Retail

Heritage Brands Outlet Stores To Close

Heritage Brands outlet stores

The parent company of Calvin Klein and Tommy Hilfiger will shutter all of its Heritage Brands outlet stores, CNN Business reported.

New York-based PVH Corp. said a total of 162 Heritage Brands shops, including the Van Heusen, IZOD, Warner’s and Olga clothing lines, are expected to close by the middle of next year.

PVH also said it plans to cut 12 percent of its corporate workforce, about 450 positions, at its Calvin Klein, Tommy Hilfiger and Heritage Brands stores. The move is expected to save the company, which has 40,000 employees, $80 million annually.

“We did not take these decisions lightly, as our Heritage Brands Retail business is our oldest retail business yet no longer met appropriate return metrics,” PVH CEO Manny Chirico said in a statement.

The announcement comes on the heels of PVH’s report last month that revenue had dropped 43 percent to $1.34 billion in the three months ending in May. Stores were closed for an average of six weeks due to COVID-19.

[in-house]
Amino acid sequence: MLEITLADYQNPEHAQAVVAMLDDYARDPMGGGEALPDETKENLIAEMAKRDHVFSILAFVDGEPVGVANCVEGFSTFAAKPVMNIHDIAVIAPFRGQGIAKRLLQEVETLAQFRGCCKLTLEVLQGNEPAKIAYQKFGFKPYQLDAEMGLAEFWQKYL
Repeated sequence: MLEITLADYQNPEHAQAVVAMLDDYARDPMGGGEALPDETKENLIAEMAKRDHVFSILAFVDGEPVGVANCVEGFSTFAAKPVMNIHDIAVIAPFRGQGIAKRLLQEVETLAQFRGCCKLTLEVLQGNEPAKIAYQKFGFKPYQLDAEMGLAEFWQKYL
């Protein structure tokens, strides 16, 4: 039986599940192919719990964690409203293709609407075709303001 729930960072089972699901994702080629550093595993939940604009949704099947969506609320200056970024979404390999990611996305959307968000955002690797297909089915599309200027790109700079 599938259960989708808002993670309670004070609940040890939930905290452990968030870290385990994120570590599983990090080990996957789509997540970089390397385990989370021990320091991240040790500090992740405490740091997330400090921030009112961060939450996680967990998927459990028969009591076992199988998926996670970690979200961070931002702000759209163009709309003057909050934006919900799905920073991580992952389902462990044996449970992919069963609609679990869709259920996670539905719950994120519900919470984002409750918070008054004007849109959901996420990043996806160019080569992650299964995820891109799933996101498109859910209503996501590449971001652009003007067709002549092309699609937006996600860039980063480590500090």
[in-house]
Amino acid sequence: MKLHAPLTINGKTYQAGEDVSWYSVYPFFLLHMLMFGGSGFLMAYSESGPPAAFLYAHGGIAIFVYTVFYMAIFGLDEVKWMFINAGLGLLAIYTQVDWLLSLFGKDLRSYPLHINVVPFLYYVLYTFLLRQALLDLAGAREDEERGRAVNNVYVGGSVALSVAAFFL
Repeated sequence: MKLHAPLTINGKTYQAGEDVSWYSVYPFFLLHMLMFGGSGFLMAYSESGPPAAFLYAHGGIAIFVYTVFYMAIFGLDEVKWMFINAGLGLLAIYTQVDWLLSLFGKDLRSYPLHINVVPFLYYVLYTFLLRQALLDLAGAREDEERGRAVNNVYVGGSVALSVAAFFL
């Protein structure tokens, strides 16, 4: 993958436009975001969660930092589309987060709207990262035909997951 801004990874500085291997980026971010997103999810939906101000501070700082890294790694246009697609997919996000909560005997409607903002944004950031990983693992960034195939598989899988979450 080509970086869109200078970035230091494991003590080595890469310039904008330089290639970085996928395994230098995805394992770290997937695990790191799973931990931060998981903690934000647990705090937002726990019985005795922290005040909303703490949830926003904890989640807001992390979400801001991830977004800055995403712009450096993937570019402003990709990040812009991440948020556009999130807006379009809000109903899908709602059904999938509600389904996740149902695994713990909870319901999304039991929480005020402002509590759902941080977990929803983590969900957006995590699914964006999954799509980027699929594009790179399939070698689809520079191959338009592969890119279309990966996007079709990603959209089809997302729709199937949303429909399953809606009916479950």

“While these decisions are always challenging, they are strategically important for the long-term health of PVH,” said PVH President Stefan Larsson in a statement. “The COVID-19 crisis is dramatically reshaping the retail landscape in ways that we believe will be long-term in nature and far-reaching in terms of consumer purchasing behavior.”

The number of U.S. retailers filing for bankruptcy keeps growing. The list includes giants such as J.Crew, JCPenney and Neiman Marcus. Two weeks ago, Seattle-based high-end kitchen retailer Sur La Table filed for bankruptcy in a plan that may lead to its sale to affiliates of Fortress Investment Group.

The number of store and mall closures nationwide has raised the question of what will happen to the real estate they sit on.

In one example, developers are turning parts of a 41-year-old shopping center near Seattle into Avalon Alderwood Place, a 300-unit apartment complex with underground parking. Stores will still take up 90,000 square feet of Avalon. But the focus of developing the mall has fallen to housing as anchor tenants, not retail.

“This project is a great example of evolution in the shopping center industry,” said a spokesperson for Brookfield Properties, which owns the property and is collaborating with AvalonBay Communities Inc. on the residential component.  “Today, people prefer to live in smaller spaces and want walkable developments rather than relying on vehicular transit. This project caters to these needs.”

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